Estimating Nitrogen Content in Vegetation

Using a field spectroradiometer such as the Spectral Evolution PSR+ or the RS-3500, a researcher can get an estimate of nitrogen content in a plant or a canopy for a fast overview of plant health. Like phosphorous, potassium, calcium, and magnesium, nitrogen is a nutrient crucial to photosynthesis and affects the production of plant chlorophyll. All nutrient deficiencies in some way affect chlorophyll content with a generally increased reflectance in the visible wavelengths (400-700nm) and the infrared (700-1100nm). In general, nutrient deficiency of any kind will represent a chlorophyll loss and a shift in the position of the “red edge” to a shorter wavelength.

The red edge is usually situated around 720nm. For nitrogen deficient plants, the red edge may be closer to 700nm and the actual slope of the red edge should be slightly steeper (signifying higher reflectance of the sample) than normal for a healthy plant. It is also possible to estimate total plant nitrogen using spectral reflectance measurements at the red at 671nm and the NIR at the 780nm wavelength.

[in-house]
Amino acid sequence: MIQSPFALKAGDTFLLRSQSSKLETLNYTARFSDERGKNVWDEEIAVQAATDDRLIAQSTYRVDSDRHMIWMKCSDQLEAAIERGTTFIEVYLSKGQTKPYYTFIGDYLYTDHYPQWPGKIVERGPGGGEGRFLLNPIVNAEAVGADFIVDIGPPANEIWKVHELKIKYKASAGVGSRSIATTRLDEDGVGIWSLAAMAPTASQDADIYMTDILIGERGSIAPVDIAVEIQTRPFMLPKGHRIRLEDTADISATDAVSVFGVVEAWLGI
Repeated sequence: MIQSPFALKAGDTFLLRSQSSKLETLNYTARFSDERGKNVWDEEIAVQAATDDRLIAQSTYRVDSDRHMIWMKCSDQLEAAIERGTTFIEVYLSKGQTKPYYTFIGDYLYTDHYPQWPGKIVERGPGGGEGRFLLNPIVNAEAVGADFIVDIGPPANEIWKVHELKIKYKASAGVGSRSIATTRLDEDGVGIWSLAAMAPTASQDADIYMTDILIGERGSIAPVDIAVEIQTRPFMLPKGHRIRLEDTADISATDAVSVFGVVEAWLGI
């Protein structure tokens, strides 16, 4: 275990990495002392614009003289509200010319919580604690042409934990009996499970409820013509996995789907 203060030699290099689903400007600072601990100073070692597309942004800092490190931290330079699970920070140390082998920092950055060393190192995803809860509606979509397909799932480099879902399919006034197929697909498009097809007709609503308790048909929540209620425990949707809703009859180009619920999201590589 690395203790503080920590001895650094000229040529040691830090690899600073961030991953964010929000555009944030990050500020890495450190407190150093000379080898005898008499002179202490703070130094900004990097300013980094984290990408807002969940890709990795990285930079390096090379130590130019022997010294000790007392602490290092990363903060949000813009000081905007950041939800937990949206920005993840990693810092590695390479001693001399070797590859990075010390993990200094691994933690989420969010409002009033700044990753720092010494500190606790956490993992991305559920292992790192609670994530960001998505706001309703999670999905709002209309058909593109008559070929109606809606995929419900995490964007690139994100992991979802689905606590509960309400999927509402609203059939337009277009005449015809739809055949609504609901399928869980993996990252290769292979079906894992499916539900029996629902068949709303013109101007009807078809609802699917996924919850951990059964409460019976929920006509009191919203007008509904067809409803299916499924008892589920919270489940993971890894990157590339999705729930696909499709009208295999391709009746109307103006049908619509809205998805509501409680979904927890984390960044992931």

The PSR+ and RS-3500 are both portable full range, UV-VIS-NIR instruments designed for field use.

Every Spectral Evolution instrument includes DARWin SP Data Acquisition software with 19 built-in vegetation indices, including PRI and the Red/Green index.

PSR+ with the unique leaf clip for vegetation research in the field.

The leaf clip includes a built-in white reference and is designed to keep the heat from the illumination away from your sample so that measurements can be accurate and non-destructive.

Closeup on the position and steepness of the red edge in a plant leaf scan for estimating nitrogen deficiency. In this multi-scan plot, the purple scan indicates a slightly less healthy sample.